New Print Owners Group Hits the Ground Running
Flexibility and openness have allowed the National Print Owners Association—just four months old—to surpass membership expectations and sell out its first conference.
Only four months after its launch, the National Print Owners Association has already outpaced membership expectations—reaching 270 full-paying members earlier this month—continues to roll out new member benefits, and has sold out its first conference, scheduled for April 19.
John C. Stewart, NPOA’s acting executive director, is convinced this isn’t just a case of beginner’s luck. “There is a hunger, a desire, a need for the types of services that trade associations are uniquely able to deliver to members,” he said.
The 19 founding members of NPOA came together out of frustration over the lack of a trade group that best served their interests, Stewart said. The new organization focuses on the “quick printing” segment of the industry—generally small printers that use “the latest in technologies … to provide a broad variety of products and services on a fast turn-around basis,” according to the group’s website.
“Trade groups often end up being driven from the top rather than by the members,” he said. “It has been very difficult to get ideas that are worth pursuing, pursued by associations in our industry. We are working to be a resource our members can rely on and to deliver products and services that they can use.”
NPOA’s vision seems to have struck a chord in the industry, and the new association’s rapid growth caught Stewart and its other founders off guard.
“We realized that there would be a core group who would hopefully join as quickly because they knew who we were,” he said. “But we were totally unprepared for the response we actually got. In the first 10 days I was getting seven, eight, 10 membership applications [a day].”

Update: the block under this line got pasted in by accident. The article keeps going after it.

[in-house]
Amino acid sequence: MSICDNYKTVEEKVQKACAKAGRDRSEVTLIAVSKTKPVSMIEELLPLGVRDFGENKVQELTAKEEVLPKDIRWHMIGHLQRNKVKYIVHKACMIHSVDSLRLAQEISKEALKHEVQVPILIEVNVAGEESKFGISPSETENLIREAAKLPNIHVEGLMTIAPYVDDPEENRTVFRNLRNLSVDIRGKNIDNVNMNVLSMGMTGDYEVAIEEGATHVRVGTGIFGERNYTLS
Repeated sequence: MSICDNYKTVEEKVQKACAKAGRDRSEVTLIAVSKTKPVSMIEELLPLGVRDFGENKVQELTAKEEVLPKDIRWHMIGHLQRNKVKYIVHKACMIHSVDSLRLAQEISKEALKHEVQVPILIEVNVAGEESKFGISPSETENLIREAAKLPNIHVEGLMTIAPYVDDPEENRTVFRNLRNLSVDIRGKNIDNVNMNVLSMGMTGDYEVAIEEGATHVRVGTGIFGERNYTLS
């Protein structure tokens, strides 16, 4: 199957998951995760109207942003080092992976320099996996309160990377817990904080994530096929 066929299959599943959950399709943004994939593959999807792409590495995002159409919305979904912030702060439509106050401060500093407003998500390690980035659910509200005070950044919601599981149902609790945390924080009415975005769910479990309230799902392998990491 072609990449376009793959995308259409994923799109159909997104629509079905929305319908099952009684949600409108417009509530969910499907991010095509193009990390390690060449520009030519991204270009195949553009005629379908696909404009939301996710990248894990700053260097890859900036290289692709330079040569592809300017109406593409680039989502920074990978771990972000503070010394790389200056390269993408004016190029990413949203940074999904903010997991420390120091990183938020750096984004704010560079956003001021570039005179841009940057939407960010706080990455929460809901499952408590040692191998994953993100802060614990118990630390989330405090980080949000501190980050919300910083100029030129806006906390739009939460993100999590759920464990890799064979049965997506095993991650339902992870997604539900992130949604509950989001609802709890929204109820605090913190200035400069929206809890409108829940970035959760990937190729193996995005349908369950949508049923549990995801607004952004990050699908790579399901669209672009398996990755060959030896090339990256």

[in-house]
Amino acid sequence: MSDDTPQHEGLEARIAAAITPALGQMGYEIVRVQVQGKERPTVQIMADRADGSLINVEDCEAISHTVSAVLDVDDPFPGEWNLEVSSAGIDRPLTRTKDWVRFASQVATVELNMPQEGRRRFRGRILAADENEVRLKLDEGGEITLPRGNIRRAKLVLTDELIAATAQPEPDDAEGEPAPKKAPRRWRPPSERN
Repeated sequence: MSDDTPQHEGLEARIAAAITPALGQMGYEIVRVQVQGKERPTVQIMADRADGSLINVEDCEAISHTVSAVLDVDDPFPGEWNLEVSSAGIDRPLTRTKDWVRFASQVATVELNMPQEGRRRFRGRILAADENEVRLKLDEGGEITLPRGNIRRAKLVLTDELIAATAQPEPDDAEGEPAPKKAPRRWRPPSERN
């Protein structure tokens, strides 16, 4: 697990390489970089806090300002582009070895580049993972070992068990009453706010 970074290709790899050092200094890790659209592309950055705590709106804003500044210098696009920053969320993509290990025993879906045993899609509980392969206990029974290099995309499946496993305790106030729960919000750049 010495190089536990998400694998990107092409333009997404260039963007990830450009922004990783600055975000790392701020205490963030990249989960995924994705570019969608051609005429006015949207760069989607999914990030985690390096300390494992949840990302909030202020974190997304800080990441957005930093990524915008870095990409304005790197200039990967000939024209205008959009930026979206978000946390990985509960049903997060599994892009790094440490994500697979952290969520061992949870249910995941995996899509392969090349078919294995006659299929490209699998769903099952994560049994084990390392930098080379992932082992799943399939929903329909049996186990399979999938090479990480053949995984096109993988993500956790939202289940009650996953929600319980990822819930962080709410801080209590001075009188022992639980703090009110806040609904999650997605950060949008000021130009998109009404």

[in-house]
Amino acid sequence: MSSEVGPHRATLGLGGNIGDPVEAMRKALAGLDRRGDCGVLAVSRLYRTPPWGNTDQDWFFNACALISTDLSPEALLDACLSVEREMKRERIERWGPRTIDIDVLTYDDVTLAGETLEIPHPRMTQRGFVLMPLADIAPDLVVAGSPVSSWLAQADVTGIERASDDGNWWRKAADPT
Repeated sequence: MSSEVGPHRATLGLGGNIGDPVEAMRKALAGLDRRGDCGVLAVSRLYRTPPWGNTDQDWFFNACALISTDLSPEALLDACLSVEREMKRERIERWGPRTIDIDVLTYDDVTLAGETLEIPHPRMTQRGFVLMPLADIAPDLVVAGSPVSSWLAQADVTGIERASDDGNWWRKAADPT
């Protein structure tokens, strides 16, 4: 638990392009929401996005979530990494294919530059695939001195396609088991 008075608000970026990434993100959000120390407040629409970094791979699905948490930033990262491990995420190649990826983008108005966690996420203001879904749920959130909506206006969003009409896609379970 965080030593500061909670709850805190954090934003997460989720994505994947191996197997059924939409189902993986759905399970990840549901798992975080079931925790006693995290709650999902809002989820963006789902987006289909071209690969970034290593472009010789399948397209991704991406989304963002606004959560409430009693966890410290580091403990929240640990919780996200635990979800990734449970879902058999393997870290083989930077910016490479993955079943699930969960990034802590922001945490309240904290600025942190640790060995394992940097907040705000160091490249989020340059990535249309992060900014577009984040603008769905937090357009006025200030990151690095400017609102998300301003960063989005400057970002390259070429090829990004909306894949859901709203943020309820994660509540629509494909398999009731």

When developing member benefits, the founding group initially relied on gut instinct.
“Almost all of us have been involved to one degree or another as officers or board members or volunteers in [other organizations], so we knew some of the things that we wanted,” Stewart said. “But one of the best things we did early on was to conduct a member profile survey to get more information about our members and ask why they joined the association.”
The results of the survey—which had a 75 percent response rate from the 150 members at that time—allowed the group to tailor their benefits to member needs.
“Where we’re different is we have a very loose structure for our association,” Stewart said. “While we have most of the normal functions of a trade group, we are trying to create a structure that is flexible enough to respond almost instantly to good ideas. And being incredibly flexible allows us to be a member-driven organization. If someone comes up with a good idea, we don’t need a formal vote by an executive committee or a board of directors; we can implement it and fine-tune it later, and that is what we’ve been doing since December.”